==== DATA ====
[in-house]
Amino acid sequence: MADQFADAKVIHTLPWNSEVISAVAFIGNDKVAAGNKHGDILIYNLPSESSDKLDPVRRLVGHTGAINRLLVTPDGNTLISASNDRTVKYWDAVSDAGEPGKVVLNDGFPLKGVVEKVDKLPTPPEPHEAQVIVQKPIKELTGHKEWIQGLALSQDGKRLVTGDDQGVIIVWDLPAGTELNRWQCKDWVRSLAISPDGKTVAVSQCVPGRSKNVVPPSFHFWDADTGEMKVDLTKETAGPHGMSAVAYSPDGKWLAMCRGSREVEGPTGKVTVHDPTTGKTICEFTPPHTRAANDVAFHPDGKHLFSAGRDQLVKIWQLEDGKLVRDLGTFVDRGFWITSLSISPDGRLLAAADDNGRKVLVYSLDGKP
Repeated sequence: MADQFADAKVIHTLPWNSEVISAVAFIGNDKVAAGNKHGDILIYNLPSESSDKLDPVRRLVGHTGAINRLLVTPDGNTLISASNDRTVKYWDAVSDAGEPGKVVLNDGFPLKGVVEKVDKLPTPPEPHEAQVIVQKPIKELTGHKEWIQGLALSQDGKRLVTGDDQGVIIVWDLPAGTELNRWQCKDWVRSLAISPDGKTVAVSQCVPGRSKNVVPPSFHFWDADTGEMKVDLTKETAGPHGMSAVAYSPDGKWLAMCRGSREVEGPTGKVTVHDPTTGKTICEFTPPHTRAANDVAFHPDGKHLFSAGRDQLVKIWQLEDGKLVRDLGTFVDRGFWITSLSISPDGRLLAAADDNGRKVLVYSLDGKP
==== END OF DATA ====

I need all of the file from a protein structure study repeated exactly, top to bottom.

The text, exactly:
[in-house]
Amino acid sequence: MADQFADAKVIHTLPWNSEVISAVAFIGNDKVAAGNKHGDILIYNLPSESSDKLDPVRRLVGHTGAINRLLVTPDGNTLISASNDRTVKYWDAVSDAGEPGKVVLNDGFPLKGVVEKVDKLPTPPEPHEAQVIVQKPIKELTGHKEWIQGLALSQDGKRLVTGDDQGVIIVWDLPAGTELNRWQCKDWVRSLAISPDGKTVAVSQCVPGRSKNVVPPSFHFWDADTGEMKVDLTKETAGPHGMSAVAYSPDGKWLAMCRGSREVEGPTGKVTVHDPTTGKTICEFTPPHTRAANDVAFHPDGKHLFSAGRDQLVKIWQLEDGKLVRDLGTFVDRGFWITSLSISPDGRLLAAADDNGRKVLVYSLDGKP
Repeated sequence: MADQFADAKVIHTLPWNSEVISAVAFIGNDKVAAGNKHGDILIYNLPSESSDKLDPVRRLVGHTGAINRLLVTPDGNTLISASNDRTVKYWDAVSDAGEPGKVVLNDGFPLKGVVEKVDKLPTPPEPHEAQVIVQKPIKELTGHKEWIQGLALSQDGKRLVTGDDQGVIIVWDLPAGTELNRWQCKDWVRSLAISPDGKTVAVSQCVPGRSKNVVPPSFHFWDADTGEMKVDLTKETAGPHGMSAVAYSPDGKWLAMCRGSREVEGPTGKVTVHDPTTGKTICEFTPPHTRAANDVAFHPDGKHLFSAGRDQLVKIWQLEDGKLVRDLGTFVDRGFWITSLSISPDGRLLAAADDNGRKVLVYSLDGKP